Craft: Mar­sha Smith turns maps into mod­ern art

Start scour­ing for old maps be­cause, with a lit­tle pa­tience, you can trans­form them into your very own mod­ern art! Mar­sha Smith shows you how.

Australian Women’s Weekly NZ - - CONTENTS - AWW

Man­dala-in­spired map art

A man­dala is a sym­met­ri­cal cir­cu­lar pat­tern. There are many gor­geous ex­am­ples to be in­spired by, but it’s best to keep it sim­ple to start with. You’ll end up with a won­der­ful piece of art that’s in­di­vid­ual and unique.

What you’ll need

Pa­per maps Sticky tape (mask­ing tape or in­vis­i­ble tape) White mount­ing card­board Hot glue and glue gun Box frame of choice


1 Start by cut­ting the maps into long strips about 21mm wide. Fold each strip three times length­ways, so they end up be­ing around 7mm wide. This art­work can be as small or large as you like – it’s up to you and how many rolls you cre­ate. 2 Start­ing at one end of each folded strip, roll up the pa­per as tightly as you can. Keep rolling un­til you reach the end of the strip, then use a small piece of tape to hold it in place. 3 To make a larger cir­cle, tape on a new strip and con­tinue rolling it up tightly un­til you have reached the de­sired di­am­e­ter. 4 Make a va­ri­ety of dif­fer­ent-sized cir­cles to achieve the pat­tern and size of art­work you’d like. Think about the colours you want and use var­i­ous parts of your map to cre­ate these – for ex­am­ple, the ocean for blue cir­cles, land masses for green. 5 For a tear-drop shape, start rolling your pa­per strip into a tiny cir­cle, then pinch one side so a tri­an­gu­lar end shape starts to form. The sides will get longer and the curve will be at the top. 6 Lay the pa­per rolls on a piece of mount­ing card that has been cut to fit your frame. This is where your cre­ativ­ity comes into play. Move the rolls around, and play with de­signs and shapes un­til you have a pat­tern you are happy with. 7 Heat your glue gun and glue each piece into place on the card. Now it’s ready to frame!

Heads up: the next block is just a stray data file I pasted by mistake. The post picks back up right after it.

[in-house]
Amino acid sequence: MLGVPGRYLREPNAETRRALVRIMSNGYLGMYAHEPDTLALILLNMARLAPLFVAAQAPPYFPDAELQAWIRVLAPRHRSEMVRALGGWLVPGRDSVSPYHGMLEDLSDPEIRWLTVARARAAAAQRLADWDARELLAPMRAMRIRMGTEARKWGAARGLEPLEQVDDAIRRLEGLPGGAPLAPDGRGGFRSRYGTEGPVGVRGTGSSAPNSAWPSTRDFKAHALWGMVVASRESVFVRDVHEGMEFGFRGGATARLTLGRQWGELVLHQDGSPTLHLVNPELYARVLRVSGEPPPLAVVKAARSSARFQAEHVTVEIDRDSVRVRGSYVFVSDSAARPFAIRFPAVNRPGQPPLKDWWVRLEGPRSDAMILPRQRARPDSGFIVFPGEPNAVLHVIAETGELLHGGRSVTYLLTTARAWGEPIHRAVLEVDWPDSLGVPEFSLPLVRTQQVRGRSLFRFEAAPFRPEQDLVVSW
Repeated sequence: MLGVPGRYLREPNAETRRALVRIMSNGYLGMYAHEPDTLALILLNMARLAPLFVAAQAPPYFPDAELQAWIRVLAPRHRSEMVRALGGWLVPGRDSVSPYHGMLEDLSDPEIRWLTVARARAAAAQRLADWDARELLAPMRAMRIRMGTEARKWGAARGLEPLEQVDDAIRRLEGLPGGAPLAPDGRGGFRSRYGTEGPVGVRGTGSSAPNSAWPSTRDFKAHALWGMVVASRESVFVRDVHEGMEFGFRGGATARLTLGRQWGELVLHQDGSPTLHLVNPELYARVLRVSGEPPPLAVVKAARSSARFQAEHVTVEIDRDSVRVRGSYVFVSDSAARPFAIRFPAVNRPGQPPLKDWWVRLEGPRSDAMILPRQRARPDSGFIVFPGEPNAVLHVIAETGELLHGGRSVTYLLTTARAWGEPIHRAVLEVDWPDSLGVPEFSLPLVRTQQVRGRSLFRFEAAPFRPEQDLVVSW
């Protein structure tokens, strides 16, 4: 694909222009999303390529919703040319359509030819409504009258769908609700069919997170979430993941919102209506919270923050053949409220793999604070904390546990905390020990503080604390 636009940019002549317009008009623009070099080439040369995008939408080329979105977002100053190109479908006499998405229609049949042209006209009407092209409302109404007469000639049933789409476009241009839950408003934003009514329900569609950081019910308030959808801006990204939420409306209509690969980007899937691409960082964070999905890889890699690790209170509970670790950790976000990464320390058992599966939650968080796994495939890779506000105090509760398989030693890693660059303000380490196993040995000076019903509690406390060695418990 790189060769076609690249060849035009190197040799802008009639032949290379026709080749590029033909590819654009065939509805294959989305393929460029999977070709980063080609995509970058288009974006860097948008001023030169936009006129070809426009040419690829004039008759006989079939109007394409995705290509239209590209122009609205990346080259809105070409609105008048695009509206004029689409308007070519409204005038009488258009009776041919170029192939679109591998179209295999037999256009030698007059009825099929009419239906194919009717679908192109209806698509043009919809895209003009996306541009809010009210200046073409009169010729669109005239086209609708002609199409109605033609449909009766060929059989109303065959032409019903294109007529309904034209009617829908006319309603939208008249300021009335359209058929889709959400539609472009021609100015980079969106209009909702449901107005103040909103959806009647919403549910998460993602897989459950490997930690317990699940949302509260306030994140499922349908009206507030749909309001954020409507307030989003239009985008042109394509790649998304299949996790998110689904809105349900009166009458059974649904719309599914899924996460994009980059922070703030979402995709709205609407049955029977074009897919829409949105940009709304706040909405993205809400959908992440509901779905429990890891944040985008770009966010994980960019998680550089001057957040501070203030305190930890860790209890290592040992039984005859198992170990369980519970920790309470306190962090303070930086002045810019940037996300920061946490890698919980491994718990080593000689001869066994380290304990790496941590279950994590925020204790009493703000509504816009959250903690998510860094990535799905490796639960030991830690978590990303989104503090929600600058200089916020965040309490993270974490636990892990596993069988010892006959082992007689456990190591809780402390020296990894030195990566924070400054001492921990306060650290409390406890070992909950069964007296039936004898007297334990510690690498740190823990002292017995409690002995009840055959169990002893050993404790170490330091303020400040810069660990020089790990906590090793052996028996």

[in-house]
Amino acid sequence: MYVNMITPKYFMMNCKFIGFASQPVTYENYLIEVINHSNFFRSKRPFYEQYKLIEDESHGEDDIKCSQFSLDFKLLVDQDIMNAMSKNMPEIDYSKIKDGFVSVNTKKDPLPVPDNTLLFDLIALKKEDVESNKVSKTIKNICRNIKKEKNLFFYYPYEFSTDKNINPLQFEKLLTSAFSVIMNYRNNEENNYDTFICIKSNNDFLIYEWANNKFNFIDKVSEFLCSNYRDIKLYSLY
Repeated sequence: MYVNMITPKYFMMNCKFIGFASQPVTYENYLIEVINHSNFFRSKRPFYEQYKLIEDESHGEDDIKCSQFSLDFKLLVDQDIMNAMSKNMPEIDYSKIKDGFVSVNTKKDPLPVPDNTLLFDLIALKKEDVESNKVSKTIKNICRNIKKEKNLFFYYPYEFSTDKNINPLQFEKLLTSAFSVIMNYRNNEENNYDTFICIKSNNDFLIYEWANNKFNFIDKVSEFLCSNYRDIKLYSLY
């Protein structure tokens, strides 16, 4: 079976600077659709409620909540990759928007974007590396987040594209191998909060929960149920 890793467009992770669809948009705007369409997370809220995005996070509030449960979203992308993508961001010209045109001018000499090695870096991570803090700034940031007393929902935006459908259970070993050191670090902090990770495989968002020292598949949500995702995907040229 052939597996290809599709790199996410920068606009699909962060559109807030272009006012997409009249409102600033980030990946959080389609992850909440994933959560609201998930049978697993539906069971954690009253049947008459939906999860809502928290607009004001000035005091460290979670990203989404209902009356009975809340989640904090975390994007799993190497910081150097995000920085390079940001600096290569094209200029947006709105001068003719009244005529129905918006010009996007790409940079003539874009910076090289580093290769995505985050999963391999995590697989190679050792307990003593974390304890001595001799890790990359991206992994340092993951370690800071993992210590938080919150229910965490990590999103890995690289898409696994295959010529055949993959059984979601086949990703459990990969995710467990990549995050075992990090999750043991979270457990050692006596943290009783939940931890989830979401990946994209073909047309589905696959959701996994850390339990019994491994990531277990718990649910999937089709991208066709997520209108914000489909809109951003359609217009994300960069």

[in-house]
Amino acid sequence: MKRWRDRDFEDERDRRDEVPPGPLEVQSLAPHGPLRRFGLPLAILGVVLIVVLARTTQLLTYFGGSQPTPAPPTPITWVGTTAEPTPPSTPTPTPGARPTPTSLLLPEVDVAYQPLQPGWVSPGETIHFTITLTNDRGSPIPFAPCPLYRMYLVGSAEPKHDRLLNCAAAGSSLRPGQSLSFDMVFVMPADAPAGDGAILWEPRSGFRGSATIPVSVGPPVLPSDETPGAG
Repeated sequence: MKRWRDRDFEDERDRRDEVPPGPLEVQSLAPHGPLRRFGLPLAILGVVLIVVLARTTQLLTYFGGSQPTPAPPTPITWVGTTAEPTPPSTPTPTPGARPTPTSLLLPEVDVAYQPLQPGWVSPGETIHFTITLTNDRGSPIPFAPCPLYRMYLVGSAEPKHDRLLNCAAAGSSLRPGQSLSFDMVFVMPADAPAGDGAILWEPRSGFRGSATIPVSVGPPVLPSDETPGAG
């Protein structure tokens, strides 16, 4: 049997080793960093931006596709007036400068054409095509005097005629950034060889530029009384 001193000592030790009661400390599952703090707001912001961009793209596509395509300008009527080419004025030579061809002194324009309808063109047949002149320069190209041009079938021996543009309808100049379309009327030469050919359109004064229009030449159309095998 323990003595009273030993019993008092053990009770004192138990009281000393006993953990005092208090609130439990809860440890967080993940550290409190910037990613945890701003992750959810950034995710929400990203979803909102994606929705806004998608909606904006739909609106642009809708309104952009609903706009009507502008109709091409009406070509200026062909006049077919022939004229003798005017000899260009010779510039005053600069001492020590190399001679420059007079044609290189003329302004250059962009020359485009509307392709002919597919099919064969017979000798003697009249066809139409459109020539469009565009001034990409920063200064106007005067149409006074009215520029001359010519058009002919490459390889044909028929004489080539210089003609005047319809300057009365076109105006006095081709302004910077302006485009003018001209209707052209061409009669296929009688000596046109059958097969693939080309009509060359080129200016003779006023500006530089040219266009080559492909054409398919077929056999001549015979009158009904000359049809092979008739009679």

African geo ele­phant

We’ve cre­ated an ele­phant tem­plate, but im­ages of other geo­met­ric shaped an­i­mals can be found on the in­ter­net if you pre­fer some­thing else. You will need to scale it up to your cho­sen size on a pho­to­copier. If you can only print in A4 size, sim­ply tile it and sel­l­otape the pieces to­gether.

What you’ll need

Geo­met­ric an­i­mal pat­tern (see tem­plate, right) White mount­ing card­board Cut­ting board Pen­cil Re­mov­able mask­ing tape Stan­ley knife and blades Metal ruler Thin card­board Large map Craft glue or spray ad­he­sive Frame of choice Steps 1 Place the mount­ing card­board on your cut­ting board and lay the printed tem­plate on top, po­si­tion­ing it so it will be able to sit in the cen­tre of the frame. I found it help­ful to draw the shape of my frame in pen­cil on the card­board first. Use re­mov­able mask­ing tape to hold tem­plate in place. 2 Us­ing a sharp Stan­ley knife and a metal ruler, cut out the geo­met­ric shapes, cut­ting ei­ther side of the black lines (don’t cut along the black lines). You need to cut through both the tem­plate and the card­board, so you will prob­a­bly need to go over each cut a few times to get all the way through. Take your time, as it is very easy to slip and cut through the thin pieces of card left be­hind – and you don’t want to cut a fin­ger! TOP TIP: Keep shapes sim­ple and al­ways use a sharp blade – I went through about six blades. 3 Once you’ve cut out all your pieces, re­move the tem­plate and trim the card­board to fit into your frame. 4 Cut a piece of thin­ner card the same size as your frame. Place your map on top of this card and lay the ele­phant cut-out on top to see how it looks. Ad­just the po­si­tion of the map un­til you are happy with the re­sult, then glue the map onto the thin card. 5 Now all you need to do is put your lay­ers to­gether and place in­side your frame to hang. IDEAS: Make your piece of art more per­sonal by us­ing an an­i­mal that may have sig­nif­i­cance to you, or a map of a place in the world that you love!

Tem­plate: En­large to your cho­sen frame size.

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